In 1988, in a historic transformation, the PSA transferred responsibility for all of the BM buildings to the trustees. Trustees were now responsible for building maintenance and design, gallery refurbishments and new building works, without recourse to ministers or civil servants (except for very large capital projects where government approval was and still is required). This significant reform was widely welcomed by the BM and other national museums, but it was not without its challenges. The BM was faced with the management of 93,000 m2 of space at its Bloomsbury site and a further 20,000 m2 of off-site storage in London. This required the recruitment of professional and technical staff, including surveyors, architects, designers, craftsmen, facilities managers and project managers. The transfer of responsibility included a transfer of funding for building management, but this was not sufficient to meet all of the maintenance and future development costs.

However, perhaps the most important benefit of the transfer was the freedom of the BM to attract private support for gallery refurbishments and new developments. Before 1988, it was very difficult to raise private support for the renewal of buildings; donors were very unwilling to contribute to the PSA and have been much more willing to donate directly to the BM.


With over eight million objects, 77 galleries and over six million visitors a year, the BM’s costs are considerable. Since the mid-1980s, following a restructuring of government funding for public institutions, the museum has been free to keep any money it earns or raises in addition to its government grant-in-aid. This significant change has stimulated great activity in seeking sponsorship for buildings, activities and staff, and for endowment funds. The trustees are free to manage this money as they see fit, subject to public audit and parliamentary scrutiny.

The knowledge that the money will be looked after by trustees – and not by government – is a great incentive to donors. Trustees are free to offer the naming of rooms or spaces to sponsors to help renovate buildings. On this basis, companies, foundations, trusts and individuals have transformed UK museums in the last twenty-five years. Around half of the BM’s galleries and exhibition space have received financial sponsorship since 1988, worth over £65 million. In addition, other public spaces such as the Great Court, lecture theatres and education facilities have attracted £25 million in sponsorship.

The museum is – critically and significantly – free to trade commercially as it wishes. The British Museum runs its own publishing company and shops, which make a significant contribution to income. The shops sell a wide range of products, including reproductions and objects connected to the collection and special exhibitions, commissioned by the museum. The museum sells handbooks, catalogues and sound guides to the collection. In addition, it contracts out its restaurants to an outside provider for a commission. These commercial freedoms have enormously improved the experience of the visitor, and the shops and restaurants are an added reason for repeat visits. Together these activities now contribute over £2 million a year to the museum.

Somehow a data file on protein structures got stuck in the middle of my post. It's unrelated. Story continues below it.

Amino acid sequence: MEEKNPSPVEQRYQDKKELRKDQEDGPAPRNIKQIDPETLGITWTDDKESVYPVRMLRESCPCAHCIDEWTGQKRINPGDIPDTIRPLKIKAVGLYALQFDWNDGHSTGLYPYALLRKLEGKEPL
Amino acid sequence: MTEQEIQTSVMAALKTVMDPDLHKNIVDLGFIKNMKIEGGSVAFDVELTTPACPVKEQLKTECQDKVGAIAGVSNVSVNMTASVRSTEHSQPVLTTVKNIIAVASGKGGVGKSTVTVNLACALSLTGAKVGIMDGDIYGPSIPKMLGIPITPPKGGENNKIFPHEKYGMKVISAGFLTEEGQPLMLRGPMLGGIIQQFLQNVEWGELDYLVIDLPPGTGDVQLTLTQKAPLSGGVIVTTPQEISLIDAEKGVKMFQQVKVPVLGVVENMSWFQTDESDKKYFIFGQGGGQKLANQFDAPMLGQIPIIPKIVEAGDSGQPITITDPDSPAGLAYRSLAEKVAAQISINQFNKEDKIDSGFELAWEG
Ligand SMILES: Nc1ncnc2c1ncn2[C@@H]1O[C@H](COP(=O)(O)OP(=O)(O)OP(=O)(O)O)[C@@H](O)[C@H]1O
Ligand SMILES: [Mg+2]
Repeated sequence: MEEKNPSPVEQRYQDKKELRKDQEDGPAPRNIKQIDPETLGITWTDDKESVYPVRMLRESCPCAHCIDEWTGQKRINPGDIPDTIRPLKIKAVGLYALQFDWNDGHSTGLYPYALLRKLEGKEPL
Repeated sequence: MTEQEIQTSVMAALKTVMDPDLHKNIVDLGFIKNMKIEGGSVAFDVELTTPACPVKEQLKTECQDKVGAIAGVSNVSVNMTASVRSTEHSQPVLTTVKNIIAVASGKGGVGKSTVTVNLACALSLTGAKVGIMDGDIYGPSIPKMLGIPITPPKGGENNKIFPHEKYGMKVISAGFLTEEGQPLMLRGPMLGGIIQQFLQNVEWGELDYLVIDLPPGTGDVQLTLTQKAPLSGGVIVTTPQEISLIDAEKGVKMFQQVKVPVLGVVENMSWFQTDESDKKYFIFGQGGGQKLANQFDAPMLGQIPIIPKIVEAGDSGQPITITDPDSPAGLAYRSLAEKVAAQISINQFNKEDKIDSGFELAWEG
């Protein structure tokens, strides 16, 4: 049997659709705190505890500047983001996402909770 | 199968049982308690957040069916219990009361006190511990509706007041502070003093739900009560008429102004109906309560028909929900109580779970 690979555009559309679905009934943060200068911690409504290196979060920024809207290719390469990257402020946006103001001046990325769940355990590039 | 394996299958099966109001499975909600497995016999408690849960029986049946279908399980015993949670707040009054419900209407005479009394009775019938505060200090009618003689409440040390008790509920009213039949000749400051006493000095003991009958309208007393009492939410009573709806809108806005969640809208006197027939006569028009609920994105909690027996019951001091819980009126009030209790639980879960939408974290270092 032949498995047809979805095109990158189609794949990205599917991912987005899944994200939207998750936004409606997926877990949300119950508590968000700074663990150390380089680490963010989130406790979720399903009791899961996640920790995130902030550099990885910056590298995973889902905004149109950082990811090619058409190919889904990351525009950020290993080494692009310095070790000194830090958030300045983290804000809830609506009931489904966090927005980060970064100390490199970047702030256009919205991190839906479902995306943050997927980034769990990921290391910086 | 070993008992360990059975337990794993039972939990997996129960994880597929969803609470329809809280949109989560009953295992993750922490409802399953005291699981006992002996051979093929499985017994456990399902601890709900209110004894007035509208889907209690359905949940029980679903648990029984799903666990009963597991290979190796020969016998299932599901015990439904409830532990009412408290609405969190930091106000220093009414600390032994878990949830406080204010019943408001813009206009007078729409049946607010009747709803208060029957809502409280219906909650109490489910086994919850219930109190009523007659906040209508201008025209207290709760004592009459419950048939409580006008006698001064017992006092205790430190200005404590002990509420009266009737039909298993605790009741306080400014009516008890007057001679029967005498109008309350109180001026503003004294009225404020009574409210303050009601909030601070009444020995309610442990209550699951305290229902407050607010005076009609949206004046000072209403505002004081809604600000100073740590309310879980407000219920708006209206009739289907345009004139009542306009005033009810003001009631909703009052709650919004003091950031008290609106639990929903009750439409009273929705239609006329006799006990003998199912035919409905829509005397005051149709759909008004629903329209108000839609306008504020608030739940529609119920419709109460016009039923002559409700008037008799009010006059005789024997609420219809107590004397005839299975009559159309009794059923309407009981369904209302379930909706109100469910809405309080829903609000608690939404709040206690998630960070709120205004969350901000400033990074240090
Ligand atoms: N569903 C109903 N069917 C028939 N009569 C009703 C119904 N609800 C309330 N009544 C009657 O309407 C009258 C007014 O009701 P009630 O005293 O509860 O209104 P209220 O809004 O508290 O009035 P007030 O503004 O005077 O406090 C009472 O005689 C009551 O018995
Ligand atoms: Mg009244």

The museum is also free to make contracts with broadcasting or publishing companies, or to franchise the reproduction of its collection, either in print or online. For example, the BM’s partnership with the BBC on the 100-part radio series, A History of the World in 100 Objects, included a book of the series which has been published in ten countries so far, including China, Russia and Brazil, and which has brought significant income to the BM.


The trustees are free to lend objects from the collection within the UK and abroad. Whilst many loans from the BM are subject to charges to cover direct costs, the museum has developed a number of international touring exhibitions for which it charges a commercial fee and which generate significant income.

The director determines the programme of temporary exhibitions without the need to consult the ministry. The museum is free to decide what the entrance price for exhibitions should be and to seek financial sponsorship. These exhibitions attract considerable sponsorship, particularly corporate, and on balance make a net financial contribution through ticket sales and sales in the shops and restaurants.

Together these freedoms now contribute over half of the BM’s income, exceeding the amount granted by Parliament. This change comes entirely from the decision to allow museums to keep the money they earn and to determine how it is spent.

BM staff are not civil servants – they are employed by the trustees, not by government. In the 1990s, the government allowed the BM, along with other public bodies, to withdraw from centralized pay bargaining. This was in recognition of the need of bodies like museums to attract specialists and also to reduce the administrative cost in the treasury. The trustees are free to determine the structure and the pay levels of the staff, and this has greatly contributed to enabling the museum to respond more effectively to opportunities.

The director is free to make any staff appointments thought appropriate within the budget. The staff need not be British citizens – the museum can draw on a worldwide pool of expertise. The director is responsible for managing the staff and is free to dismiss for poor performance.


In my opinion, this cluster of freedoms, which has steadily increased over the last thirty years, has been a major factor in the energy and the achievements of UK national museums, widely recognized throughout the world. The ability to raise money from all kinds of activities; to manage and develop the buildings independently, to choose, manage, reward and dismiss staff; and to set different policies of public engagement depending on the different collections and their possible publics – all these have allowed the potential of the museums to be unlocked. They have attracted steadily growing support from the private sector, both commercial and individual. They have also been a major contributor to the large and continuing increase in visitor numbers – in 2013, the BM received a record-breaking 6.7 million visitors, and six UK museums including the BM were in the top twenty most visited museums in the world.